Summary: Gold miners are historically very cheap but at this juncture are likely to be a value trap due to profitability concerns……
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– Gold miners are facing deteriorating ore grades despite the CAPEX splurges from 2007 to 2013 and recent mine closures haven’t improved margins.
– The recent slide in energy prices and the depreciation of currencies in jurisdictions where local miners operate, has had minimal positive impact on cash costs.
– We prefer gold relative to gold miners until the fundamentals improve.
Gold miners are a value trap for now
We find ourselves starting 2016 with heightened market volatility. A global sell off in financial markets has pushed up gold prices by 2%, while gold miners have fallen by 7%. This has piqued our interest in the rationality of the historical parity between gold and its miners. While the case for gold remains intact we scrutinize the current valuation of gold miners. For the purpose of this report, gold miners refer to the constituents of the DAXglobal Gold Miners USD (TR) Index.
At first glance, offering a 59% discount to the gold price since 2009, gold miners seem attractive. Coupled with a price to book value of 1.0x and an average dividend yield of 2.8% make them a compelling investment from a valuation perspective. But when comparing with the mining sector in general, which trades at a price to book of 0.69 and an average dividend yield of 5.5%, gold miners do not offer the best value in the sector.
Furthermore, the decline in median cash dividend cover to 1.4x suggests sustainability of dividend payments remains questionable.
Elevated production costs dent margins
The recent slide in energy prices, (which has historically been positive for miners), and depreciation of currencies in jurisdictions where the local miners operate, has had minimal beneficial impact on cash costs. Cash costs continue to rise and consequently narrow profit margins. Given the decline in exploration of new projects and construction of new mines we have used “cash costs” as our metric for calculating the mining cost of production as opposed to “all in sustaining costs” which includes the full costs of producing gold including exploration and bringing new mines online.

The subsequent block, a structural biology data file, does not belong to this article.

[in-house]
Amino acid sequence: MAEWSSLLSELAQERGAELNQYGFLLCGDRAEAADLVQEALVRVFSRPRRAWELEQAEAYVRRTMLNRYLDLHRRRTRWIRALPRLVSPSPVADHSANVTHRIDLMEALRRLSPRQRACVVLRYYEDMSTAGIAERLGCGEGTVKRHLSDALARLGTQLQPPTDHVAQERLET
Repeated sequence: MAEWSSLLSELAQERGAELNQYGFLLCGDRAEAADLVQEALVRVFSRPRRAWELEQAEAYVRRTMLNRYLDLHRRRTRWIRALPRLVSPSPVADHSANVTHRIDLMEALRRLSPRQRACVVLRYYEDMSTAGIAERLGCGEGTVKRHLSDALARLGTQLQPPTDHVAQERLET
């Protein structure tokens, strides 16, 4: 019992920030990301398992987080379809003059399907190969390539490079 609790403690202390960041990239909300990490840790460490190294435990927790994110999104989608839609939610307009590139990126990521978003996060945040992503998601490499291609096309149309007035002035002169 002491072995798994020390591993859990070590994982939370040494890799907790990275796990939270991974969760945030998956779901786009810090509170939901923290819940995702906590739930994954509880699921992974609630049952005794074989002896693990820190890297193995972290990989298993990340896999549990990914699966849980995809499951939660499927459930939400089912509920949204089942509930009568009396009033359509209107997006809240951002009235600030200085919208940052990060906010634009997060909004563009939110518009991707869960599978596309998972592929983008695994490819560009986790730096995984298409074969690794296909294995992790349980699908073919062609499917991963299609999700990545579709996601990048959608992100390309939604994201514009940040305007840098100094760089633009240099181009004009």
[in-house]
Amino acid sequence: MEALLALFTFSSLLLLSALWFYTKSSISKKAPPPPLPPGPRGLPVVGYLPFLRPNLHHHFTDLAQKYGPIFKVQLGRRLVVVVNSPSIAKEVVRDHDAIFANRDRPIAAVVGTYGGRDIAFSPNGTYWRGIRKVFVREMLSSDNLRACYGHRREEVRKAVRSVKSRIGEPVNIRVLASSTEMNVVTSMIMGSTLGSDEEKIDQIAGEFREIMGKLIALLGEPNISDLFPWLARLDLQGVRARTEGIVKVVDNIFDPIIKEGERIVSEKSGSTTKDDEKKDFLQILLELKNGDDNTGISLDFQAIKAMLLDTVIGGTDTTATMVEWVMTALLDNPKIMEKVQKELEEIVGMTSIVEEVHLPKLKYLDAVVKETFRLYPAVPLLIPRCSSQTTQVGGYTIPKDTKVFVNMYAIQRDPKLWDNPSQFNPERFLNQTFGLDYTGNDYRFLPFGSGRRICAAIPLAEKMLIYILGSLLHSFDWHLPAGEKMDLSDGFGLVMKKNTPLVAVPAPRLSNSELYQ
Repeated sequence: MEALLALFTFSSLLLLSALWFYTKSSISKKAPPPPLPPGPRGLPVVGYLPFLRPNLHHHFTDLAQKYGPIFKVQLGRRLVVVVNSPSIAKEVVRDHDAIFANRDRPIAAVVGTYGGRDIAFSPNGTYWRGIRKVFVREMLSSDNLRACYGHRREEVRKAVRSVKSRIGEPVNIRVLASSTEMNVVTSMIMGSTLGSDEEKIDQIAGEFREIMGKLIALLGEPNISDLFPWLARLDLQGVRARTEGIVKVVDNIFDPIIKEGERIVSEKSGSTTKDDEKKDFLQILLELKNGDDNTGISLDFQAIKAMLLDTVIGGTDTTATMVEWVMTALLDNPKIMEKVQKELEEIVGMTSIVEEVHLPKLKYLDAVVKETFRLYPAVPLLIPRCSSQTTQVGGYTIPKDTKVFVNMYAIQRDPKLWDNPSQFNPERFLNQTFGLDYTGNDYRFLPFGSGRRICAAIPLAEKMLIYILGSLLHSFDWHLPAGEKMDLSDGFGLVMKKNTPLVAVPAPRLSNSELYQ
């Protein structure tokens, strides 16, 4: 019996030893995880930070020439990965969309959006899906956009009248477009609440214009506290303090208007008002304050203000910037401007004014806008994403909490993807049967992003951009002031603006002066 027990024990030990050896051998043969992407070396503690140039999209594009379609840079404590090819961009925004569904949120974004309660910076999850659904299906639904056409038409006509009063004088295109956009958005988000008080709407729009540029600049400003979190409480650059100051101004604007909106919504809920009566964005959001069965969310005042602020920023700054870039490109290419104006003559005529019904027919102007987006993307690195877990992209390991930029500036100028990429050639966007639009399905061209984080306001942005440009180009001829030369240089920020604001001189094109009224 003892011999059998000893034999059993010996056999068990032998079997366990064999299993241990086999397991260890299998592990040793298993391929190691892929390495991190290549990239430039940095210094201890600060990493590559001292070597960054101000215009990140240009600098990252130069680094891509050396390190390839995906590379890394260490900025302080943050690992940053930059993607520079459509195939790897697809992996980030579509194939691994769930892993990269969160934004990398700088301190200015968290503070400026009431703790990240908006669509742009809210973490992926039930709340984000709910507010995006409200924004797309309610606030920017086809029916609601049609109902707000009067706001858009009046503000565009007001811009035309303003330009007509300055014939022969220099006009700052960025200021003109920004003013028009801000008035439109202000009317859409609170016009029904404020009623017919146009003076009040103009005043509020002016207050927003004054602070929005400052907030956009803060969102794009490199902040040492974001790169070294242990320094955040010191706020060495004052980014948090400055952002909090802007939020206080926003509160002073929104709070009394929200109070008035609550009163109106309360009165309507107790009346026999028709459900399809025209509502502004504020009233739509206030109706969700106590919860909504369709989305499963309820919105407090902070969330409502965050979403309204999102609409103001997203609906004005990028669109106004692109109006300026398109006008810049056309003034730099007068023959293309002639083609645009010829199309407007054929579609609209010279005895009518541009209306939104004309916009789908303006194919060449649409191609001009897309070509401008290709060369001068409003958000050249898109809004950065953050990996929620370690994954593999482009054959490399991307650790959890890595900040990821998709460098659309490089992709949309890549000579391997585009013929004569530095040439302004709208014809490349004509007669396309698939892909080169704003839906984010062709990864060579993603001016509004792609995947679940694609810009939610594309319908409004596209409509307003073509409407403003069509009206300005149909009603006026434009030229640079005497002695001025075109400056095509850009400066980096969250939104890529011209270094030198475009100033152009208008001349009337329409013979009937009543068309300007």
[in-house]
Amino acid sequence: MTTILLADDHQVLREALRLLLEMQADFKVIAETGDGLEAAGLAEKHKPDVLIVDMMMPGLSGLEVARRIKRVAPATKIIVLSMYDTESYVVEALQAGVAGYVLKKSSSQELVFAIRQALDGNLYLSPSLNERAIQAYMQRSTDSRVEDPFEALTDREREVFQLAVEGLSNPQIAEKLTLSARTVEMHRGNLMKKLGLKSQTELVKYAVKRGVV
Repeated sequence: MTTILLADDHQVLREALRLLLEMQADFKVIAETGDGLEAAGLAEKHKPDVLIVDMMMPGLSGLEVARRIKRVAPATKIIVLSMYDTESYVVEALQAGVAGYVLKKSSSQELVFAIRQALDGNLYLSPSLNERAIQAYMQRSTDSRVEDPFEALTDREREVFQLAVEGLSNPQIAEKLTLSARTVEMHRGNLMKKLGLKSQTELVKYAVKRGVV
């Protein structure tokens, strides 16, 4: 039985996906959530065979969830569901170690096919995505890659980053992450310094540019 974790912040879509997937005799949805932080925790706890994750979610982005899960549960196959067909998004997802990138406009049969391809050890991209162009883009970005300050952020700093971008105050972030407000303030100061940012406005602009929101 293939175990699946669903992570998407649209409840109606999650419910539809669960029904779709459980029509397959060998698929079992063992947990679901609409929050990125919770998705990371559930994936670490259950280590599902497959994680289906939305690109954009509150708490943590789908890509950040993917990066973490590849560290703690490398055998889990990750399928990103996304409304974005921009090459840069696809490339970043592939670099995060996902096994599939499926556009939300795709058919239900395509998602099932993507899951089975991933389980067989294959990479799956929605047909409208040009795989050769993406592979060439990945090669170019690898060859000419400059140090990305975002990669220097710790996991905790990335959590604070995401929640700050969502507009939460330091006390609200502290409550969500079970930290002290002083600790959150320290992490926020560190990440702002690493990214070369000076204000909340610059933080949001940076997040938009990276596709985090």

Declining ore grades raise production costs
A significant factor contributing to the rising cash costs is the decline in average ore grades of existing mines that have witnessed a staggering 51% decline since 2000. Either the gold is too dispersed (low grade) or buried too deep underground (high grade) making the task of gold mining quite expensive given its capital intensive nature. The average ore grades of producing mines stand at 1.18g/ton, while that of undeveloped deposits is 0.89g/ton according to Visual Capitalist. These undeveloped mines represent a staggering 66% of all deposits on earth, leaving gold miners faced with deteriorating efficiency and higher costs as current reserves are depleted.
Discovery drought weighs on profitability
In addition, the future profitability of miners has come into question as they face the brunt of aggressive reductions in capital expenditure in the form of closures of uneconomical mines and curtailed exploration budgets. The golden era that lasted from 2001 to 2011 rewarded gold miners for aggressive growth over cash flow generation, eroding company valuations over the long run as they were funded by record amount of debt.
Today, long term risks to supply remain at the forefront of the debate after capital expenditures have declined to the lowest level in 12 years.
Gold miners are much higher risk
The financial credibility of the gold miners is low. The credit default swap spreads (CDS) for gold mining companies have risen 712% on average since 2003 to 220 basis points, well above the 66bp average for the S&P500. While it is unlikely to prompt a wave of impending defaults, as the net debt to EBITDA is low at 0.5, it reflects the increased risk of owning gold miners particularly when compared to the relative safe haven of physical gold. Furthermore, it highlights gold miners’ ability to raise debt while debt costs are typically rising, is becoming more difficult.
We continue to prefer gold over gold miners
We believe that gold prices will be constrained by rising nominal interest rates and some strengthening of the US Dollar in the short-term. However, we believe the US Federal Reserve (Fed) is potentially behind the curve with risks of inflation rising by more than their expectations and the markets in the longer-term. Furthermore, we believe the US Dollar strength is likely to wane, taking some of the gold-negative pressure away.
Contrary to popular belief, historically gold tends to rise in the first year of rate hikes, having only faltered when real interest rates rose aggressively in 1994. We believe a repeat of 1994 is unlikely in light of dovish leadership at the Fed. Despite the low valuation of gold miners, on a risk adjusted basis we prefer physical gold and other areas of the mining sector which offer much better value.